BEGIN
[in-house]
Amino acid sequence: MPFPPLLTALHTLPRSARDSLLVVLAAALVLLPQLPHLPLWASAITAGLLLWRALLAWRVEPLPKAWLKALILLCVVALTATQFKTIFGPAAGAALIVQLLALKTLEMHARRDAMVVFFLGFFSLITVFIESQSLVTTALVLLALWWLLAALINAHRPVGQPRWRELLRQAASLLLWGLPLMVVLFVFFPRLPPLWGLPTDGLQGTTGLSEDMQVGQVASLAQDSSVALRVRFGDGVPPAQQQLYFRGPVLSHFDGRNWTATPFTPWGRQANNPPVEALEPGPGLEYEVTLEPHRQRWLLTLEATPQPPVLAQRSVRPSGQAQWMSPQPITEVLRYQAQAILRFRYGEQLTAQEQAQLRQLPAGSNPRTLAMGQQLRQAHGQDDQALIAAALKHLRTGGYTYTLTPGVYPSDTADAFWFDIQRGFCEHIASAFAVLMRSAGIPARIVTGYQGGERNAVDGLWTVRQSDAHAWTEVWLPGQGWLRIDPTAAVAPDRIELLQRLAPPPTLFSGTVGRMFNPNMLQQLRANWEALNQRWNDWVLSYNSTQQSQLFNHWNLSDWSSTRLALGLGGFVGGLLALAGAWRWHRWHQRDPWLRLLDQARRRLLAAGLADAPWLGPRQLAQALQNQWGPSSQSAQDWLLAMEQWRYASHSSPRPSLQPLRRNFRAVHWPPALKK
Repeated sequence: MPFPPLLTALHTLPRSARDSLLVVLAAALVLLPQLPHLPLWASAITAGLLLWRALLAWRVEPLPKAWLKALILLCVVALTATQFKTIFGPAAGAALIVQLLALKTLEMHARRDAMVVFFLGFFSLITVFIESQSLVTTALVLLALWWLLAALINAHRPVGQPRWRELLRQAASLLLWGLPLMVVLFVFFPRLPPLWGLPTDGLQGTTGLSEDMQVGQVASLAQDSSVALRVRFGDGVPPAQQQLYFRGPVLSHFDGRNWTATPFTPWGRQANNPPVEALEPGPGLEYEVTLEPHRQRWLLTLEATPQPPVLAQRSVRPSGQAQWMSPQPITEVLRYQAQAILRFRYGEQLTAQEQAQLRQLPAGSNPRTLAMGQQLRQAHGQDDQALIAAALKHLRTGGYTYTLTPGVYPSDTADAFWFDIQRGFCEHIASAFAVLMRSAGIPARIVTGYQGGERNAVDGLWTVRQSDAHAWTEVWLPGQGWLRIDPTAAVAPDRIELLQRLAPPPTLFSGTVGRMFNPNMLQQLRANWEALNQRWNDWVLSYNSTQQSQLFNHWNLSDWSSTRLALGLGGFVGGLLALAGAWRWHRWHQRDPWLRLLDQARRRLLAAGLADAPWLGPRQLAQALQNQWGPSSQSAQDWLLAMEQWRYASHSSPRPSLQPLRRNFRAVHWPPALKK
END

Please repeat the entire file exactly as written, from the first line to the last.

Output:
[in-house]
Amino acid sequence: MPFPPLLTALHTLPRSARDSLLVVLAAALVLLPQLPHLPLWASAITAGLLLWRALLAWRVEPLPKAWLKALILLCVVALTATQFKTIFGPAAGAALIVQLLALKTLEMHARRDAMVVFFLGFFSLITVFIESQSLVTTALVLLALWWLLAALINAHRPVGQPRWRELLRQAASLLLWGLPLMVVLFVFFPRLPPLWGLPTDGLQGTTGLSEDMQVGQVASLAQDSSVALRVRFGDGVPPAQQQLYFRGPVLSHFDGRNWTATPFTPWGRQANNPPVEALEPGPGLEYEVTLEPHRQRWLLTLEATPQPPVLAQRSVRPSGQAQWMSPQPITEVLRYQAQAILRFRYGEQLTAQEQAQLRQLPAGSNPRTLAMGQQLRQAHGQDDQALIAAALKHLRTGGYTYTLTPGVYPSDTADAFWFDIQRGFCEHIASAFAVLMRSAGIPARIVTGYQGGERNAVDGLWTVRQSDAHAWTEVWLPGQGWLRIDPTAAVAPDRIELLQRLAPPPTLFSGTVGRMFNPNMLQQLRANWEALNQRWNDWVLSYNSTQQSQLFNHWNLSDWSSTRLALGLGGFVGGLLALAGAWRWHRWHQRDPWLRLLDQARRRLLAAGLADAPWLGPRQLAQALQNQWGPSSQSAQDWLLAMEQWRYASHSSPRPSLQPLRRNFRAVHWPPALKK
Repeated sequence: MPFPPLLTALHTLPRSARDSLLVVLAAALVLLPQLPHLPLWASAITAGLLLWRALLAWRVEPLPKAWLKALILLCVVALTATQFKTIFGPAAGAALIVQLLALKTLEMHARRDAMVVFFLGFFSLITVFIESQSLVTTALVLLALWWLLAALINAHRPVGQPRWRELLRQAASLLLWGLPLMVVLFVFFPRLPPLWGLPTDGLQGTTGLSEDMQVGQVASLAQDSSVALRVRFGDGVPPAQQQLYFRGPVLSHFDGRNWTATPFTPWGRQANNPPVEALEPGPGLEYEVTLEPHRQRWLLTLEATPQPPVLAQRSVRPSGQAQWMSPQPITEVLRYQAQAILRFRYGEQLTAQEQAQLRQLPAGSNPRTLAMGQQLRQAHGQDDQALIAAALKHLRTGGYTYTLTPGVYPSDTADAFWFDIQRGFCEHIASAFAVLMRSAGIPARIVTGYQGGERNAVDGLWTVRQSDAHAWTEVWLPGQGWLRIDPTAAVAPDRIELLQRLAPPPTLFSGTVGRMFNPNMLQQLRANWEALNQRWNDWVLSYNSTQQSQLFNHWNLSDWSSTRLALGLGGFVGGLLALAGAWRWHRWHQRDPWLRLLDQARRRLLAAGLADAPWLGPRQLAQALQNQWGPSSQSAQDWLLAMEQWRYASHSSPRPSLQPLRRNFRAVHWPPALKK